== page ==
Instead of being located on a street corner, like in the show, the Friends Cafe in Beijing is located on the sixth floor of a relatively empty shopping mall. Despite this, looks wise, the Friends Cafe Beijing is as close as you could get to the ‘real thing’ and the atmosphere is great. It’s always packed with young people – foreigners and locals alike and the staff are friendly and relaxed.

Wanna know the best part about the Friends Cafe? They have ‘Friends’ playing on the TV non-stop (with Chinese subtitles of course)! Once you sit down, it’s so hard to leave. You’ll be saying to yourself, ‘okay, just one more episode’.

The TV playing friends in the Friends Cafe!

24/7 Friends!

I remember hearing about the Friends Cafe from a friend (surprise, surprise!). I instantly looked it up on Baidu maps (China’s version of Google maps) and realized it wasn’t far from my apartment. I set off immediately to check it out and while sitting on the famous, big, red couch, drinking my coffee, I remember thinking to myself, ‘man, Beijing really does have everything!’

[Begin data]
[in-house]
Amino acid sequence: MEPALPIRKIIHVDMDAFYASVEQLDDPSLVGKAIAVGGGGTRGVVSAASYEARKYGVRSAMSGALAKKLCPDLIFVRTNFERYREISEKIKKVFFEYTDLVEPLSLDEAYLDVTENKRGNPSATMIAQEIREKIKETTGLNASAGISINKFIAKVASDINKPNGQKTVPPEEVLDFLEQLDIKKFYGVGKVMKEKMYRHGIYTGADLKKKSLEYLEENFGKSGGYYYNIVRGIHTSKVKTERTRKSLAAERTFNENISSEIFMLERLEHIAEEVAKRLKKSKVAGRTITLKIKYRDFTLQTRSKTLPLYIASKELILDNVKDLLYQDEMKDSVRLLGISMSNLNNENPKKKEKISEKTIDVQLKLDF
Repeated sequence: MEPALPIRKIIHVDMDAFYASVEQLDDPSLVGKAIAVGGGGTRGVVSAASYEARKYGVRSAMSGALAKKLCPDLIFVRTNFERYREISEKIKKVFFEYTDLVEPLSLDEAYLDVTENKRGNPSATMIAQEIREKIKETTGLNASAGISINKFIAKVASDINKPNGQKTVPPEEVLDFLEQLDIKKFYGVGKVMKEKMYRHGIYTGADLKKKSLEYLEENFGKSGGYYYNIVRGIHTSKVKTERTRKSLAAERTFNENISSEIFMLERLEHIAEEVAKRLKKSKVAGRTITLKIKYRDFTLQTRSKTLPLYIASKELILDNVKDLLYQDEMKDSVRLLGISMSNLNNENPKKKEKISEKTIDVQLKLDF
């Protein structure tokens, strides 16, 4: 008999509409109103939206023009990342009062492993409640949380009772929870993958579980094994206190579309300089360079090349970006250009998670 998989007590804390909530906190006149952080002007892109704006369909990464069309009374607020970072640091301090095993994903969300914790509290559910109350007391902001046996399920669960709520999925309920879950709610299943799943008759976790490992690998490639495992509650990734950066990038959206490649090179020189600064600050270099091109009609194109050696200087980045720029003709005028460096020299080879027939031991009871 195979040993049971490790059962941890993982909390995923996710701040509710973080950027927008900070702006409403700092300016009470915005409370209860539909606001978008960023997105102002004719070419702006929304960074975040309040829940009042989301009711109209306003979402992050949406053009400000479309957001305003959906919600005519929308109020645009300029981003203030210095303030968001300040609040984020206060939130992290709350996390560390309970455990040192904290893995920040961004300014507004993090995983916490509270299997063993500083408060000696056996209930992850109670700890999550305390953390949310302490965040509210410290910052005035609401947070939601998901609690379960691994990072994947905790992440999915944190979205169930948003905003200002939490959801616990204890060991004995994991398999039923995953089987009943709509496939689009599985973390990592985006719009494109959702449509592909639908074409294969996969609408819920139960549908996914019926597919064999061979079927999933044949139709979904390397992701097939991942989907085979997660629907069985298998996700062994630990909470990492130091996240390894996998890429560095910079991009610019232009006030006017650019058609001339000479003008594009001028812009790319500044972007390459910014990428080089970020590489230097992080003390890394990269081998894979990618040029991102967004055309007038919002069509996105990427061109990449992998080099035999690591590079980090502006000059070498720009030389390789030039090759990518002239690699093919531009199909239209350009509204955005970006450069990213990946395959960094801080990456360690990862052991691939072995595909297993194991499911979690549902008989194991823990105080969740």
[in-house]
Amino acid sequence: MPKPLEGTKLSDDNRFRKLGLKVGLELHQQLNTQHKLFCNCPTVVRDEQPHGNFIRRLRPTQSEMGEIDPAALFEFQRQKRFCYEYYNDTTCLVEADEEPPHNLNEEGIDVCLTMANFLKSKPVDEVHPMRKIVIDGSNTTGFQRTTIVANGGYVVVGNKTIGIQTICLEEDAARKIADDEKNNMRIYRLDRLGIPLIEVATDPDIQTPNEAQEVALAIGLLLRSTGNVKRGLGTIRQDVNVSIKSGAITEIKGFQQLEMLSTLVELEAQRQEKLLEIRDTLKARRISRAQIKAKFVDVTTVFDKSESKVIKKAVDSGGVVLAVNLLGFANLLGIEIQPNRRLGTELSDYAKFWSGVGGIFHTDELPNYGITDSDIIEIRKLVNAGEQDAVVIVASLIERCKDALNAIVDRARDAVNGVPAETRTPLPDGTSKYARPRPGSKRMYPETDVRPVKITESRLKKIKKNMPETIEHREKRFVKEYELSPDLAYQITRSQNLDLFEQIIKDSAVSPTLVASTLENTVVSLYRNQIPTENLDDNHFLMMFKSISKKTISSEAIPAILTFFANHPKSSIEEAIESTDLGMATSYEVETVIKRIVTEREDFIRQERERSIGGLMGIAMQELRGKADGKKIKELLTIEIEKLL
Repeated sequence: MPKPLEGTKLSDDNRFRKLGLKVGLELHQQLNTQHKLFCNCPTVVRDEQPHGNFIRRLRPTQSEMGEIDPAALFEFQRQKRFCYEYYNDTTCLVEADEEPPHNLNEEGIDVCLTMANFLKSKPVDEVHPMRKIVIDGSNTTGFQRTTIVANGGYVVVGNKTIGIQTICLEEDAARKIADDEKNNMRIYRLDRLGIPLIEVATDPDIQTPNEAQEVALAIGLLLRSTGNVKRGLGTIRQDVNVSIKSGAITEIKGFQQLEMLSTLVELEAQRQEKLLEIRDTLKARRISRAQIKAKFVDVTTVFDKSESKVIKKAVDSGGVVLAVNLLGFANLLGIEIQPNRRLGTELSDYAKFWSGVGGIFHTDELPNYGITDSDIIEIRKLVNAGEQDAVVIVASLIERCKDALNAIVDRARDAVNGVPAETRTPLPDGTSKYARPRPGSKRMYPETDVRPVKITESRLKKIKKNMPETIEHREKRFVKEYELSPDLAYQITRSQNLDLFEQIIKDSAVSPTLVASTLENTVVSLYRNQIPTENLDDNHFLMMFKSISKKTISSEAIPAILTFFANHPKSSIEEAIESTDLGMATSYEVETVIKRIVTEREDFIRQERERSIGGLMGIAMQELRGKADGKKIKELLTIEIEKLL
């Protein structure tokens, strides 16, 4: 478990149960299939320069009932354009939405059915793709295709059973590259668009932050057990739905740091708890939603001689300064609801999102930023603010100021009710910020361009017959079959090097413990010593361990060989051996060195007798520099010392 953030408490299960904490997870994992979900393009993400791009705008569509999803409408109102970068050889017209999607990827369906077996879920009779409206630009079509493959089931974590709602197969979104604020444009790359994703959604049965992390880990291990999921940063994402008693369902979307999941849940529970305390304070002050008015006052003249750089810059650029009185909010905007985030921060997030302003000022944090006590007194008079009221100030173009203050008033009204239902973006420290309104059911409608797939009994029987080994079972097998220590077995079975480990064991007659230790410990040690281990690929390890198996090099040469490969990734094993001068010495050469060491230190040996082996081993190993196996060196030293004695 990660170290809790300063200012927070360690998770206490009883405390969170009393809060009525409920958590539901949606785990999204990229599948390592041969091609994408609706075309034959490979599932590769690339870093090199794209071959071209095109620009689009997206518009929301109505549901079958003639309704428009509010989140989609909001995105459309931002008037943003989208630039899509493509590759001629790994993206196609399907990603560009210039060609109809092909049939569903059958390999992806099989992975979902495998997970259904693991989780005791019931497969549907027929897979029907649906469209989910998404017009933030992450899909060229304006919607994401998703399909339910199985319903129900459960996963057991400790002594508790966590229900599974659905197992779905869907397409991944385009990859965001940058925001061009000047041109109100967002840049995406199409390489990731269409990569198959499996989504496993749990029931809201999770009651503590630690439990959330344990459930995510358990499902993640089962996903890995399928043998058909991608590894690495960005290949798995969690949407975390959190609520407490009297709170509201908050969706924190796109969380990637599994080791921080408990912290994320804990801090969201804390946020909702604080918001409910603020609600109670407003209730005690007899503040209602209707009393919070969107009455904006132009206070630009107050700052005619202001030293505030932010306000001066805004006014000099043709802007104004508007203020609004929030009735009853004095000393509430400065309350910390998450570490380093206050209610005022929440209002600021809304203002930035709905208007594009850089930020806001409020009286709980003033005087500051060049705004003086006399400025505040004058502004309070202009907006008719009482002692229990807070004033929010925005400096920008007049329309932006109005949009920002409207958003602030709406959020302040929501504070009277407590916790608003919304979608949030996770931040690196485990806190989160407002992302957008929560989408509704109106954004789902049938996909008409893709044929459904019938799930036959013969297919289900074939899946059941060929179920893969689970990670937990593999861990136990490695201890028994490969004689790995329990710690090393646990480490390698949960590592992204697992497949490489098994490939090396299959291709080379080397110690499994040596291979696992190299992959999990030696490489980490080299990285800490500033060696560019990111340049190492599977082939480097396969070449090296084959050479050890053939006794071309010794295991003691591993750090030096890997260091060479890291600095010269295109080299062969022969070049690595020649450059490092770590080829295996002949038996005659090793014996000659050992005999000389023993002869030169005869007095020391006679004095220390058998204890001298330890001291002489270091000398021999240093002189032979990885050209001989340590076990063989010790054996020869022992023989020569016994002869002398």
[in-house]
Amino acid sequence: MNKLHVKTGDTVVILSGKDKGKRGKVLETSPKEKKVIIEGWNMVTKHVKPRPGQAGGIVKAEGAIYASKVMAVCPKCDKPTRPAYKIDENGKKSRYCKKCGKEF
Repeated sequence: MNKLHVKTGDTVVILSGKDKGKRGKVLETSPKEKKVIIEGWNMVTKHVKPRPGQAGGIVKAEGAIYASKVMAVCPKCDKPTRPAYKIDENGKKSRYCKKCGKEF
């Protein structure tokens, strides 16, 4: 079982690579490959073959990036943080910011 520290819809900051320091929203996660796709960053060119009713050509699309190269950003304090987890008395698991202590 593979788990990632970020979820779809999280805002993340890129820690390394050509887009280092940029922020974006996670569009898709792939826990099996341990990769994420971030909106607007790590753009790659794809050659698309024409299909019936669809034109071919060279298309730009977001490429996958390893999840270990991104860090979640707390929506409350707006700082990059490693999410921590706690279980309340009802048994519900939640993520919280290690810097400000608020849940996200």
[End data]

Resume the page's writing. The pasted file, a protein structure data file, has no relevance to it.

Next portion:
At one stage, I went there five Sundays in a row. I just enjoyed the whole experience.

It may seem strange to you that ‘Friends’ is so popular in China, but in actual fact, many young, Chinese students watch American shows to improve their English!

Cappuccino at the Friends Cafe

Cappuccino with ‘Friends’ written on in Chocolate sauce

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Learning a new language – how to deal with hits to your confidence

Learning a new language – how to deal with hits to your confidence

Remaining confident in yourself and your ability is really important for progressing in Mandarin Chinese or any language that you’re learning. Today I want to talk about how to deal with ‘confidence hits’. In other words, how to get over a situation in which you felt your language ability was severely lacking.